# If a =! b

## Homework Statement

then what are the operations that maintain the Inequality and what are the operations that don't?

## The Attempt at a Solution

clearly addition and subtraction maintains it ,and so does multiplication and division by any number other than zero. also taking any nonzero exponent except incase numbers a and -a
cause a !=-a but a^even = (-a)^even and the zeroes but what about the logarithms?
2 =! -2 but can we say that ln(-2) =! ln(2) I mean since there is no such thing as ln(-2) can we not equalize something we don't know? and what are the other operations that I forgot to mention that maintain or dont maintain the inequality

LeonhardEuler
Gold Member
clearly addition and subtraction maintains it ,and so does multiplication and division by any number other than zero.

Are you sure? We know
2 > 1
Now multiply or divide both sides by -1. Does the inequality hold still?

i am not talking about > or < I am talking about =!
2 =! 1
-2 =! -1
yes that holds

LeonhardEuler
Gold Member
Ok, misunderstood. Do you know about 1-to-1 functions?

no I don't even know how to correctly read that...

LeonhardEuler
Gold Member
Oh, well you can look here http://en.wikipedia.org/wiki/One-to-one. It has a lot of relevance to the problem, I think. Think about functions that are not 1-to-1 like sin and cos and x^2 compared to ones that are like e^x, x^3 and arctan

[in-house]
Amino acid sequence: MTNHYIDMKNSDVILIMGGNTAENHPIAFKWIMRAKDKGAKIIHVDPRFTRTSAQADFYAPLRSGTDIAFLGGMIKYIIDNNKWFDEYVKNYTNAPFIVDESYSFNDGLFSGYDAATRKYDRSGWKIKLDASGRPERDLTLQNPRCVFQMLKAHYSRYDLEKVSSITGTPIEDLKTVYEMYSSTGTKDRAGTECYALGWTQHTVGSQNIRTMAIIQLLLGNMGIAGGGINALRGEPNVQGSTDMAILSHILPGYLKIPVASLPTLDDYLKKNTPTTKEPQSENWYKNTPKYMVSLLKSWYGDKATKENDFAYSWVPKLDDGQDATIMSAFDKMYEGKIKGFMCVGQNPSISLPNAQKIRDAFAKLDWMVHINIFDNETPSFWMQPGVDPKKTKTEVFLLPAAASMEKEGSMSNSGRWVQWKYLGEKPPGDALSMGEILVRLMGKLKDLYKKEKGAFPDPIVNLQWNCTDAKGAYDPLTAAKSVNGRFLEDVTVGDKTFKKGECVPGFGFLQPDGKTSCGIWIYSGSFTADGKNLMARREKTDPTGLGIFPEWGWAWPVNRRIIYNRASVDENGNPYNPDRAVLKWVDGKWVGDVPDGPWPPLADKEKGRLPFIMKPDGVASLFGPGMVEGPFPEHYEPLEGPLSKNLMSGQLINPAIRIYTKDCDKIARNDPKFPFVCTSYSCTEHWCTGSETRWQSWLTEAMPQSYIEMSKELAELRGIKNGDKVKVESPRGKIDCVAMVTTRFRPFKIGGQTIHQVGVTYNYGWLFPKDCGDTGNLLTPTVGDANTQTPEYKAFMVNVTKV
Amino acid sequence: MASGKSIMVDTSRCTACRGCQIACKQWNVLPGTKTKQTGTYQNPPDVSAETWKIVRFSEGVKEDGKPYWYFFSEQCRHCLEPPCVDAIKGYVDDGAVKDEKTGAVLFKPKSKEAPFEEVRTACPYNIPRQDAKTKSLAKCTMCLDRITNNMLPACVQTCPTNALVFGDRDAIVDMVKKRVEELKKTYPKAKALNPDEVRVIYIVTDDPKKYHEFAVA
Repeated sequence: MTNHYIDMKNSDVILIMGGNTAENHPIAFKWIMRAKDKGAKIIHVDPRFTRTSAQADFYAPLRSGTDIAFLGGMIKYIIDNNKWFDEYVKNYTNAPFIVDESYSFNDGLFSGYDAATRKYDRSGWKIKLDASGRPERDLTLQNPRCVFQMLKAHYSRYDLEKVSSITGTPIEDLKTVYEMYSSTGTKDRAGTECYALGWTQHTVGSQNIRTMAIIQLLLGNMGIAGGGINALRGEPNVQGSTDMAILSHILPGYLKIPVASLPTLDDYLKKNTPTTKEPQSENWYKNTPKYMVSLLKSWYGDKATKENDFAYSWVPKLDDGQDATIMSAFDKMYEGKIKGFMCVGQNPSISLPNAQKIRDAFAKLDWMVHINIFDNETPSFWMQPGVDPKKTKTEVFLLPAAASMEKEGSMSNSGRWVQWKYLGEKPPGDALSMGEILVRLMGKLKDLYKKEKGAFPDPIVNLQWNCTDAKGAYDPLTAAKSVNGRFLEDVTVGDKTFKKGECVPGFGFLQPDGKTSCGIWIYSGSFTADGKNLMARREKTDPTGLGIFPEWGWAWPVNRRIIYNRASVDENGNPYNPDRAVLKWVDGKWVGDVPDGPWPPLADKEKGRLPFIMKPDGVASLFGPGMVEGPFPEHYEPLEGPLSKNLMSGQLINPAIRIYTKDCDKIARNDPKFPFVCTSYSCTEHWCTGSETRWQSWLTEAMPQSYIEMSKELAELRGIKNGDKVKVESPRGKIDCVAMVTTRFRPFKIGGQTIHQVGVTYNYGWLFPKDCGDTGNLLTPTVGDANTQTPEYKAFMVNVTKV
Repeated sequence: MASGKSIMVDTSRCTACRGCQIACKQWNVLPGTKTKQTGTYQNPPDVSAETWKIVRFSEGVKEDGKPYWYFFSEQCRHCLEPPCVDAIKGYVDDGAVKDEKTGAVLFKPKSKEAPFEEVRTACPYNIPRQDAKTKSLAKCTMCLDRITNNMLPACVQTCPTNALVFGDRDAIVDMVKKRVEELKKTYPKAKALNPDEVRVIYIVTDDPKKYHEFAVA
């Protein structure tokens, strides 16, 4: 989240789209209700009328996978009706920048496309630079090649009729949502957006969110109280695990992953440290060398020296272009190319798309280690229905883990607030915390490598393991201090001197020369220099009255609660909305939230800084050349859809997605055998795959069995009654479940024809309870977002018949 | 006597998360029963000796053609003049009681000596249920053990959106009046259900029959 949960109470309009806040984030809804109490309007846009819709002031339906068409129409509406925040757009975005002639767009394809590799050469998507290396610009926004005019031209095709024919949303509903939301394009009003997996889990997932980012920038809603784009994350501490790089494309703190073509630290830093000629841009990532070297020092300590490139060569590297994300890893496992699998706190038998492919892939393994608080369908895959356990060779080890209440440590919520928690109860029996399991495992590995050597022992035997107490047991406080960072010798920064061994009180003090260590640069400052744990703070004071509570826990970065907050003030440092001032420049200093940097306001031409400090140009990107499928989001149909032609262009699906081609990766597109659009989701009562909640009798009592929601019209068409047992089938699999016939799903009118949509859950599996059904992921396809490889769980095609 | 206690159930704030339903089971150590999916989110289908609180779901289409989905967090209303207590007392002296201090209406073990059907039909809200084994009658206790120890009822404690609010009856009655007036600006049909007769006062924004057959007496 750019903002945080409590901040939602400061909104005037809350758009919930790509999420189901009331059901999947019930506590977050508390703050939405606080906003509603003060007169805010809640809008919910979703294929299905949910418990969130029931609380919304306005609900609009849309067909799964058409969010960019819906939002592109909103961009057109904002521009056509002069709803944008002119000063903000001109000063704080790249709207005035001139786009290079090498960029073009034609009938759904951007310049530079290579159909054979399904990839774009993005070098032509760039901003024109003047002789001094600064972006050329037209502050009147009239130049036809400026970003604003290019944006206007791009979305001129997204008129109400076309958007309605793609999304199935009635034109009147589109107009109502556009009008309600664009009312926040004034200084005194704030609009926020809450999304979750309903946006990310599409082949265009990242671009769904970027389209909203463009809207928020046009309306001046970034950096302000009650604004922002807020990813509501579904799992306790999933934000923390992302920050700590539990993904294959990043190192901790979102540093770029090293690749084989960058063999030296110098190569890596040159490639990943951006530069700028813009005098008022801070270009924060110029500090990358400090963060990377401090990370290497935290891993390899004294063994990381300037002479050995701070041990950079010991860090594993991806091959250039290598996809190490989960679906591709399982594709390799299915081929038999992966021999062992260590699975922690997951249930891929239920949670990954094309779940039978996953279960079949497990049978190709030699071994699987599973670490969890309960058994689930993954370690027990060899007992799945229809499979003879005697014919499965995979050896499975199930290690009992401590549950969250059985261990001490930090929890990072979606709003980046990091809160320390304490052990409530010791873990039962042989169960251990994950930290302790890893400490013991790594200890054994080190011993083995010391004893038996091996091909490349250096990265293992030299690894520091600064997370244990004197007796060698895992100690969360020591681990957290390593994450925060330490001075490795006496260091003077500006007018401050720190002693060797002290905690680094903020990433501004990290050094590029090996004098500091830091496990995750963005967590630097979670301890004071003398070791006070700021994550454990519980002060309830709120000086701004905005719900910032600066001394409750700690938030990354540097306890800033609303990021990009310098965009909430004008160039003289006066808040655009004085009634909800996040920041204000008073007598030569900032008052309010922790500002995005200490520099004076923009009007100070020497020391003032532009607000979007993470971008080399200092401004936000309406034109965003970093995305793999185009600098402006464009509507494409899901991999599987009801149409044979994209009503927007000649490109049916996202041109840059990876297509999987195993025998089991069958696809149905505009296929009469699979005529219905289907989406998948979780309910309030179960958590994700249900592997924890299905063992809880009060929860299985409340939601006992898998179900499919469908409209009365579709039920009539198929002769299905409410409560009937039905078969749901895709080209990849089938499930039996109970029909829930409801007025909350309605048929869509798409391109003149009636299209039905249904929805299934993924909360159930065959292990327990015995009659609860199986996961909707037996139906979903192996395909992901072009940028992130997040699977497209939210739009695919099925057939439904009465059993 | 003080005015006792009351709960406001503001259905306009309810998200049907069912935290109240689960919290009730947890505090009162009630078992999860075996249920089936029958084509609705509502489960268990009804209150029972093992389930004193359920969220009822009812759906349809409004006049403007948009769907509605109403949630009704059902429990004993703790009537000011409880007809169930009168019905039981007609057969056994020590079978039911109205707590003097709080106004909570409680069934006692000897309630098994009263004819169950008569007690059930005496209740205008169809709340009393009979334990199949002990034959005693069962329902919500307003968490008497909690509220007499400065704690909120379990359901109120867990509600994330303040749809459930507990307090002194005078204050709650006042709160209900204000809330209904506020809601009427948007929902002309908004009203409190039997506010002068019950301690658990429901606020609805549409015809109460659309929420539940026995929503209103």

so you are implying that if f is Injective then if a =! b , f(a) =! f(b) but if it isn't injective then there might be be numbers a,b where a =! b but f(a)=f(b)?

LeonhardEuler
Gold Member
You got it except that it isn't just that there might be numbers a,b where a =! b but f(a)=f(b) when f isn't injective, there definitely are.

oh I see thanks but can you help me in the logarithm part of whether we can say than ln(2) IS not equal to ln(-2) even if we dont know what ln(-2) is?

LeonhardEuler
Gold Member
You need to add another requirement that the domain of the function needs to include all the allowed numbers.

Char. Limit
Gold Member
$$ln(-2) = ln(-1) + ln(2) = (2k+1) i \pi + ln(2), k\epsilon \mathbb{N}$$

This is, of course, if you allow complex numbers.

LeonhardEuler
Gold Member
Although that has it's own problems and ln(x) is usually restricted to the real numbers. In the complex case every number has infinitely many logarithms, and the "principle value" of the logarithm is usually denoted
$$\text{Log}(z)$$
with a capitol L.